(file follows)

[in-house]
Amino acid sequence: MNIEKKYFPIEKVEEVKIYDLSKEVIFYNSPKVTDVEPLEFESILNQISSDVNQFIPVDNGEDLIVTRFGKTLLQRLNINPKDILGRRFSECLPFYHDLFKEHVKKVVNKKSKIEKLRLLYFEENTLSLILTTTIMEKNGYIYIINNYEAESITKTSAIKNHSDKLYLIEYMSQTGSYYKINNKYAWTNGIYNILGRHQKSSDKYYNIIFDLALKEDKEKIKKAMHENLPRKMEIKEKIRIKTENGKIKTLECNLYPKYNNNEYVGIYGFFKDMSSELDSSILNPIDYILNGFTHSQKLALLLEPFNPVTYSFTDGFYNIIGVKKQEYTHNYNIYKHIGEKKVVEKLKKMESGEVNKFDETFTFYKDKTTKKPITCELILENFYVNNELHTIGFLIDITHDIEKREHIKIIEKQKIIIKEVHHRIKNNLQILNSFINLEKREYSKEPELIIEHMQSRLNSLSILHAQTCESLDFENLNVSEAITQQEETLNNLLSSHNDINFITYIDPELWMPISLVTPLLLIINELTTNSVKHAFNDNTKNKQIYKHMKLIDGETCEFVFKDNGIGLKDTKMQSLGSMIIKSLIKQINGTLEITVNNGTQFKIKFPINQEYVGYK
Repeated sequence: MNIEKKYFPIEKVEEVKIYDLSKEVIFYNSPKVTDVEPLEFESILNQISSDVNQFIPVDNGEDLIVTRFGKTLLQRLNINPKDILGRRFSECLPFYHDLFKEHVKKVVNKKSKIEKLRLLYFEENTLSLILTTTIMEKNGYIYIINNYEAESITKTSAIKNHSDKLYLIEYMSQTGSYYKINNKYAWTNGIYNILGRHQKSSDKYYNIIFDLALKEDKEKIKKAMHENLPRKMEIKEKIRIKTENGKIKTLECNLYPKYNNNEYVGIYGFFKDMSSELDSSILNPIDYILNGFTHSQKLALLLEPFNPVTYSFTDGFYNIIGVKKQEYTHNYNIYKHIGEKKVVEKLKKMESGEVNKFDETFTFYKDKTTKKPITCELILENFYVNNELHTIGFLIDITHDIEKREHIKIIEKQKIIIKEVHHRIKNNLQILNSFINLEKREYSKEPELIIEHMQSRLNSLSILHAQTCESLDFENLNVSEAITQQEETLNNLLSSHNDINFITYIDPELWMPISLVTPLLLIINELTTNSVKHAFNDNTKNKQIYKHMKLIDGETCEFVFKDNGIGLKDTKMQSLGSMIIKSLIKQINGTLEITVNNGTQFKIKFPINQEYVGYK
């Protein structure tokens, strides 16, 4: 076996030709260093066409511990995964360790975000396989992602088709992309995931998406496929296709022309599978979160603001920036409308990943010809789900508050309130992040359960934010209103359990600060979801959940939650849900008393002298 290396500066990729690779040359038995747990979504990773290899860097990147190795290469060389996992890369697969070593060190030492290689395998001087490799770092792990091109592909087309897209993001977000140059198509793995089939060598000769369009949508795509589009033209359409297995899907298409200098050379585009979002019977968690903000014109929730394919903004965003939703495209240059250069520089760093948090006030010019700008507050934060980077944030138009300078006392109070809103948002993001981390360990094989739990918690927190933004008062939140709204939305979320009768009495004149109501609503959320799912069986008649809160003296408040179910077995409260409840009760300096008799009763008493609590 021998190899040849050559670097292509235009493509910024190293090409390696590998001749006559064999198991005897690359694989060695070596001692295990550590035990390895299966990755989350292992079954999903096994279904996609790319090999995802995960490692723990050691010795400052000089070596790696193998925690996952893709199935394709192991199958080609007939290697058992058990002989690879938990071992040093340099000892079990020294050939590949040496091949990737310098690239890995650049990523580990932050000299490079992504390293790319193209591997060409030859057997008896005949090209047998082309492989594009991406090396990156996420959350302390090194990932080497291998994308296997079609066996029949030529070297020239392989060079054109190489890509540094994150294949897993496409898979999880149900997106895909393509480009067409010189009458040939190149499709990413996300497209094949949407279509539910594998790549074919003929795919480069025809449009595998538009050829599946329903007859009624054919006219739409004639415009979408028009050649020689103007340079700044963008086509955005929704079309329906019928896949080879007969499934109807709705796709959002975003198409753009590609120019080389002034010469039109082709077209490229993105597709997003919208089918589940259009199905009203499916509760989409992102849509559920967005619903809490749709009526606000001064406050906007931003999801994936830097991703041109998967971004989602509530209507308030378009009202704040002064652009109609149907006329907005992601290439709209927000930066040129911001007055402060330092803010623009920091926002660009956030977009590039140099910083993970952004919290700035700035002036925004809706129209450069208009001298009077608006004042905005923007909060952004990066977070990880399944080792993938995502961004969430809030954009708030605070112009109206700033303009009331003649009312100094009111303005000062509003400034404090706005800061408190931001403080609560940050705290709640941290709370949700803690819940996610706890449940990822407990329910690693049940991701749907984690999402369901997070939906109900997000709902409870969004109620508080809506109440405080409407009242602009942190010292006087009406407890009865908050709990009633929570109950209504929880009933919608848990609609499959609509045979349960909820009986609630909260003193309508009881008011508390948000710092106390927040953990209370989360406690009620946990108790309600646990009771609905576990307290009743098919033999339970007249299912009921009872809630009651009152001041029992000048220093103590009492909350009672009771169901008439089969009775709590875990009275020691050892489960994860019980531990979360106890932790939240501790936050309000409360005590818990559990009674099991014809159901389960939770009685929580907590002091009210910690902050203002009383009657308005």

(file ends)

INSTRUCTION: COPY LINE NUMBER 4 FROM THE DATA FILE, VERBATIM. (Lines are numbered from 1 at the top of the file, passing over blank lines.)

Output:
């Protein structure tokens, strides 16, 4: 076996030709260093066409511990995964360790975000396989992602088709992309995931998406496929296709022309599978979160603001920036409308990943010809789900508050309130992040359960934010209103359990600060979801959940939650849900008393002298 290396500066990729690779040359038995747990979504990773290899860097990147190795290469060389996992890369697969070593060190030492290689395998001087490799770092792990091109592909087309897209993001977000140059198509793995089939060598000769369009949508795509589009033209359409297995899907298409200098050379585009979002019977968690903000014109929730394919903004965003939703495209240059250069520089760093948090006030010019700008507050934060980077944030138009300078006392109070809103948002993001981390360990094989739990918690927190933004008062939140709204939305979320009768009495004149109501609503959320799912069986008649809160003296408040179910077995409260409840009760300096008799009763008493609590 021998190899040849050559670097292509235009493509910024190293090409390696590998001749006559064999198991005897690359694989060695070596001692295990550590035990390895299966990755989350292992079954999903096994279904996609790319090999995802995960490692723990050691010795400052000089070596790696193998925690996952893709199935394709192991199958080609007939290697058992058990002989690879938990071992040093340099000892079990020294050939590949040496091949990737310098690239890995650049990523580990932050000299490079992504390293790319193209591997060409030859057997008896005949090209047998082309492989594009991406090396990156996420959350302390090194990932080497291998994308296997079609066996029949030529070297020239392989060079054109190489890509540094994150294949897993496409898979999880149900997106895909393509480009067409010189009458040939190149499709990413996300497209094949949407279509539910594998790549074919003929795919480069025809449009595998538009050829599946329903007859009624054919006219739409004639415009979408028009050649020689103007340079700044963008086509955005929704079309329906019928896949080879007969499934109807709705796709959002975003198409753009590609120019080389002034010469039109082709077209490229993105597709997003919208089918589940259009199905009203499916509760989409992102849509559920967005619903809490749709009526606000001064406050906007931003999801994936830097991703041109998967971004989602509530209507308030378009009202704040002064652009109609149907006329907005992601290439709209927000930066040129911001007055402060330092803010623009920091926002660009956030977009590039140099910083993970952004919290700035700035002036925004809706129209450069208009001298009077608006004042905005923007909060952004990066977070990880399944080792993938995502961004969430809030954009708030605070112009109206700033303009009331003649009312100094009111303005000062509003400034404090706005800061408190931001403080609560940050705290709640941290709370949700803690819940996610706890449940990822407990329910690693049940991701749907984690999402369901997070939906109900997000709902409870969004109620508080809506109440405080409407009242602009942190010292006087009406407890009865908050709990009633929570109950209504929880009933919608848990609609499959609509045979349960909820009986609630909260003193309508009881008011508390948000710092106390927040953990209370989360406690009620946990108790309600646990009771609905576990307290009743098919033999339970007249299912009921009872809630009651009152001041029992000048220093103590009492909350009672009771169901008439089969009775709590875990009275020691050892489960994860019980531990979360106890932790939240501790936050309000409360005590818990559990009674099991014809159901389960939770009685929580907590002091009210910690902050203002009383009657308005």